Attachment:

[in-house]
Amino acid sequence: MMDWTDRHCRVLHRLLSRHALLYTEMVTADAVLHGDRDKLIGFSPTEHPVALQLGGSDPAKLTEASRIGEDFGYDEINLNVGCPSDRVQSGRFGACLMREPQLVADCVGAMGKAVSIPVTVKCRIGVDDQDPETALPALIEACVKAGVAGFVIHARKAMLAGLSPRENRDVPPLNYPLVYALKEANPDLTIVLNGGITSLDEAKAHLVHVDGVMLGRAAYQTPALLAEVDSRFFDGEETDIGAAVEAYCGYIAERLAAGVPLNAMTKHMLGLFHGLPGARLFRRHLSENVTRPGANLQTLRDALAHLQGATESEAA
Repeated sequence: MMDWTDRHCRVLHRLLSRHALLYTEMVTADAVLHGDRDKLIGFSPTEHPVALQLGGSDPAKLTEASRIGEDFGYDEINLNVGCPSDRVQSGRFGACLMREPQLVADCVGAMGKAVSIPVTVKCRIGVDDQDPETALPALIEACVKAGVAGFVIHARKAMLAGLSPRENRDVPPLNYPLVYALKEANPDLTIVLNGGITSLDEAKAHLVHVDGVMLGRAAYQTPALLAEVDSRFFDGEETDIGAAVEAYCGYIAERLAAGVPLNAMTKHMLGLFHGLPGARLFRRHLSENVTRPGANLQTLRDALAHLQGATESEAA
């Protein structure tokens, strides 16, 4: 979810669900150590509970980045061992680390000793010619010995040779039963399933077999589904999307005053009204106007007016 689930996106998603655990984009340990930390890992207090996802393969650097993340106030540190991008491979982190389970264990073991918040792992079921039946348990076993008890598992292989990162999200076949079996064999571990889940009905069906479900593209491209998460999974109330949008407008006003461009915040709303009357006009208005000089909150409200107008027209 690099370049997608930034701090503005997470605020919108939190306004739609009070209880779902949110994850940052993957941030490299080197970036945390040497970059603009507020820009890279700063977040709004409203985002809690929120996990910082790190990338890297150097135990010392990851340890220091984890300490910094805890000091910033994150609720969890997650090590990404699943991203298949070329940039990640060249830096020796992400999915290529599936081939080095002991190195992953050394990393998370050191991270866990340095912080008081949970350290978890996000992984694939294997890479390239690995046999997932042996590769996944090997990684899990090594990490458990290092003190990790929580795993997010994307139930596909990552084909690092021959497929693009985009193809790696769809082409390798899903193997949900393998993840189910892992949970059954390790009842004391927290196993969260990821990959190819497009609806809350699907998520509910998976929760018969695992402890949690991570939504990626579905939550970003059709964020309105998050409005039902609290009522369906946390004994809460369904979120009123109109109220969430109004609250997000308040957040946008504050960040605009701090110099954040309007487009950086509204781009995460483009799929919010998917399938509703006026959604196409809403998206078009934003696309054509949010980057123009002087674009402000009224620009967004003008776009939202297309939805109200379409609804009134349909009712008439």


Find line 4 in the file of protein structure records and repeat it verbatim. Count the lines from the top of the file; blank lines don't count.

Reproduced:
């Protein structure tokens, strides 16, 4: 979810669900150590509970980045061992680390000793010619010995040779039963399933077999589904999307005053009204106007007016 689930996106998603655990984009340990930390890992207090996802393969650097993340106030540190991008491979982190389970264990073991918040792992079921039946348990076993008890598992292989990162999200076949079996064999571990889940009905069906479900593209491209998460999974109330949008407008006003461009915040709303009357006009208005000089909150409200107008027209 690099370049997608930034701090503005997470605020919108939190306004739609009070209880779902949110994850940052993957941030490299080197970036945390040497970059603009507020820009890279700063977040709004409203985002809690929120996990910082790190990338890297150097135990010392990851340890220091984890300490910094805890000091910033994150609720969890997650090590990404699943991203298949070329940039990640060249830096020796992400999915290529599936081939080095002991190195992953050394990393998370050191991270866990340095912080008081949970350290978890996000992984694939294997890479390239690995046999997932042996590769996944090997990684899990090594990490458990290092003190990790929580795993997010994307139930596909990552084909690092021959497929693009985009193809790696769809082409390798899903193997949900393998993840189910892992949970059954390790009842004391927290196993969260990821990959190819497009609806809350699907998520509910998976929760018969695992402890949690991570939504990626579905939550970003059709964020309105998050409005039902609290009522369906946390004994809460369904979120009123109109109220969430109004609250997000308040957040946008504050960040605009701090110099954040309007487009950086509204781009995460483009799929919010998917399938509703006026959604196409809403998206078009934003696309054509949010980057123009002087674009402000009224620009967004003008776009939202297309939805109200379409609804009134349909009712008439």